In this episode of the DevReady Podcast, hosts Andrew Romeo and Anthony Sapountzis talk to Surge Singh, Co-Founder of Locumate, a platform, the aim of which is to create a community dedicated to Locums in Australia. Listen in to this insightful conversation to learn more about the platform that is looking to bring about the much-needed technological disruption in the pharmaceutical industry to ensure that Locums can find the perfect shifts, get paid on time and get access to additional educational resources to help them grow their career as pharmacists.
Surge recalls how the idea of Locumate came about—it was the month of March in 2020 when his wife Kavita Nadan, a pharmacist herself, (also Co-Founder of Locumate) came home fuming about the invoices; and growing frustrated because of problems she was having in regards to the engagement with locums. Wanting to help her, Surge took it upon himself to find if there was software that could ease her work.
To his surprise, there was no such software available, not just locally but also in the international market. So, the duo decided to build one on their own. With Surge’s technical expertise and Kavita’s know-how of the domain, they took a methodological approach in delivering a technology that would help solve the problem in the industry. They sat down and designed what an end-to-end process would look like. They built a prototype and established a feedback loop with the end-users, which in their case, were not just the Locums but also the pharmacists.
Surge goes on to talk about how having a product is one thing but building a business around the product is an entirely different challenge. From his experience, he says that he consulted the experts and hired a team that knew how to build a business rather than trying to do something that the founders weren’t particularly good at. When asked about how he caters to a niche audience, his key pointers were:
1. Have domain expertise as it allows you to identify and then solve unique problems/ pain in the industry.
2. Build trust in the brand as people need to know who is behind the product that they are likely to use.
3. Create a feedback loop with end-users as it might help address additional problems and concerns that might have not been covered when building the prototype.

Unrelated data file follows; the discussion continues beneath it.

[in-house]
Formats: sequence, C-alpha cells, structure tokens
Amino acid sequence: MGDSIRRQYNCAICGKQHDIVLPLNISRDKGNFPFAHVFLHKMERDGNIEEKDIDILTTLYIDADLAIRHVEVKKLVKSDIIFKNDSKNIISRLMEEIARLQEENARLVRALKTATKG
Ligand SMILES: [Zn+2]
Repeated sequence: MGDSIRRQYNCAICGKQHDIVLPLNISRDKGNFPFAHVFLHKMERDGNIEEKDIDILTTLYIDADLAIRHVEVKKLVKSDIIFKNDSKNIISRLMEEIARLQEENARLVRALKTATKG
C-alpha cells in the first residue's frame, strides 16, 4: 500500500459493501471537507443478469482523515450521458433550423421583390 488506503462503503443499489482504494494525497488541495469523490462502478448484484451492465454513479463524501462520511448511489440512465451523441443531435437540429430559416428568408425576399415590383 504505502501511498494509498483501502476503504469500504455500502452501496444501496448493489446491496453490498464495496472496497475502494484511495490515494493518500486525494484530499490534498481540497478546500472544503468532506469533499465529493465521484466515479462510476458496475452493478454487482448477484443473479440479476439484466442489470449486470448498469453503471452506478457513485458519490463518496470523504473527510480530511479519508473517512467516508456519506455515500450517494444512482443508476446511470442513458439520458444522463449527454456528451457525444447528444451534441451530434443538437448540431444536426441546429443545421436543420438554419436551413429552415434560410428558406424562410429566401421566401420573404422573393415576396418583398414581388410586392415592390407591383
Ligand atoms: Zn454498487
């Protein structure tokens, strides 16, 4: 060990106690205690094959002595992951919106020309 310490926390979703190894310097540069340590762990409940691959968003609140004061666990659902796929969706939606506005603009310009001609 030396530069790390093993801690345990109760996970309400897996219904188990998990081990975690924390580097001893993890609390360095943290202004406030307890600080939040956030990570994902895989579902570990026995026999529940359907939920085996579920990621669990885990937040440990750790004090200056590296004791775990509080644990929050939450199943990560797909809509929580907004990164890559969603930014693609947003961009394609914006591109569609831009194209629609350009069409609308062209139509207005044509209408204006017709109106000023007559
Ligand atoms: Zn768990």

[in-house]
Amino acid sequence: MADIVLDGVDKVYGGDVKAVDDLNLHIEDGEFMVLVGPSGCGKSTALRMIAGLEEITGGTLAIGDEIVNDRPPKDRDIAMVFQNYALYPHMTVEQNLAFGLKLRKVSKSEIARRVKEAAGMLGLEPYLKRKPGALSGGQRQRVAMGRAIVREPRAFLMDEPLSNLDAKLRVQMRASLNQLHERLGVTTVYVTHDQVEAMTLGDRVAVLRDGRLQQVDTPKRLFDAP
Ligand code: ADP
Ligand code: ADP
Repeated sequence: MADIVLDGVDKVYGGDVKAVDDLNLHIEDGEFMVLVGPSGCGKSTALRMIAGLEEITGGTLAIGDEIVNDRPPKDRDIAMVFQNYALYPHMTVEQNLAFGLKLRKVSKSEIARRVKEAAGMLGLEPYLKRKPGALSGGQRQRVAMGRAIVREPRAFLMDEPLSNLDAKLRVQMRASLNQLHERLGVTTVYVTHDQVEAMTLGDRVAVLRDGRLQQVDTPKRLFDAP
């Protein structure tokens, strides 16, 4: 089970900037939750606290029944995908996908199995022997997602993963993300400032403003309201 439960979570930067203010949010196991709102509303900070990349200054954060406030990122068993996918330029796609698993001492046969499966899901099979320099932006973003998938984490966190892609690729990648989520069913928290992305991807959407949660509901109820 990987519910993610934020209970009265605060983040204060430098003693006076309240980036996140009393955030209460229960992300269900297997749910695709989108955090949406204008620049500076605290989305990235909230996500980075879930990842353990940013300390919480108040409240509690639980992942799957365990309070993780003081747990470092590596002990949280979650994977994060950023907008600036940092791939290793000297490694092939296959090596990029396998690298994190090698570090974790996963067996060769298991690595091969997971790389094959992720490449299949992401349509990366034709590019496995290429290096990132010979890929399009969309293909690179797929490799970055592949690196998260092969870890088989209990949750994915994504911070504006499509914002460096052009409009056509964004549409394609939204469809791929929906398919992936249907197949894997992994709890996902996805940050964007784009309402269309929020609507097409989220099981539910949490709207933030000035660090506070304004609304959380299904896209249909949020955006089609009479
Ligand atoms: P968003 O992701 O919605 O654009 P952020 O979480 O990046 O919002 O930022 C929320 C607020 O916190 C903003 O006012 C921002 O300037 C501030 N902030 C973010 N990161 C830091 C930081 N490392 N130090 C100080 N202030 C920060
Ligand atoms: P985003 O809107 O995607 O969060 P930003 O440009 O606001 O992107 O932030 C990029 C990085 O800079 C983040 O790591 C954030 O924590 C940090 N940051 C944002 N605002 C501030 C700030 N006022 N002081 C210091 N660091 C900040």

· Building a Transactional Platform for Locums and Pharmacists
· Balancing Domain and Technical Expertise
· Building a Product and Developing a Business around it
· Creating a Feedback Loop with End Users
· Creating and Sticking to Core Values
· Finding a Great Tech Partner
Listen or watch the complete episode to learn the complete story of Locumate.
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Key Quotes (Time Stamps)
· “As I went through the process of trying to find a piece of software—locally, globally; it turns out, one doesn’t exist in terms of what you actually want to be able to do. And that’s when, sort of light-bulb moment goes off saying, ‘Hey! Maybe we can build it’.” (3:06 – 3:22)
· “Part of that journey has been getting the idea from her head on to a process and validating that with the users because at the end of the day you could process and define anything but if it doesn’t solve the problem for the end users—in this instance we’ve got two sets: the pharmacy itself and the locums; and hence why we say we connect pharmacies and the locums through the platform.” (3:46 – 4:09)
· “Sometimes as technical people we come up with a great technical solution and we think it’s quite clever and quite simple but it’s not simple enough; and we’ve actually made it more complex by putting too much technology in.” (5:55 – 6:10)
· “You don’t want to create the end product too early because if you get it wrong you’ve invested all this time, money and effort into creating something that people can’t use.” (8:06 – 8:14)
· “If you don’t engage your actual users as you’re building up the platform, even in the prototyping phase, you may miss something which is a big thing to fix later on.” (8:28 – 8:38)
· “You could have a product but if people don’t know about it or you don’t know how to make it into a business then it doesn’t last very long.” (5:52 – 9:59)
· “You might have 100 users. One user wants something specific but 99 of them want something else. You have to, sort of, whilst being in a niche industry, you’ve to be generic in your approach as well and solve for the masses rather than the five percent.” (21:35 – 21:48)
· “You need a clear vison of what you want the product to be able to do and that is the guiding principle.” (23:19 – 23:27)
· “Our vision is not just a transactional platform but building a community.” (29:28 – 29:32)
· “Find a great partner. When I say a partner, it doesn’t have to be a co-founder that you go in search of because that’s a serious commitment, right? But find a tech partner that can help you build the product and fill the void of not having a technical co-founder to be able to help you on that journey; someone you can build trust with to be able to bring to life from a technical perspective what you want to solve.” (33:59 – 34:24)
Social Media Clips (Time Stamps)
Solving a Problem with Locumate (2:26 – 4:09)
· Finding the Right Balance Between Tech and Domain Expertise (5:16 – 6:10)
· Seeking Validation from the End Users (6:48 – 8:38)
· Turning a Product into a Business (8:40 – 9:59)
· Evolution of the Product from Concept to Delivery (13:54 – 15:34)
· Adhering to the Core Values (23:19 – 24:53)
· Finding a Great Tech Partner (33:37 – 35:22)
Connect with Surge Singh
Connect with Andrew Romeo
Connect with Anthony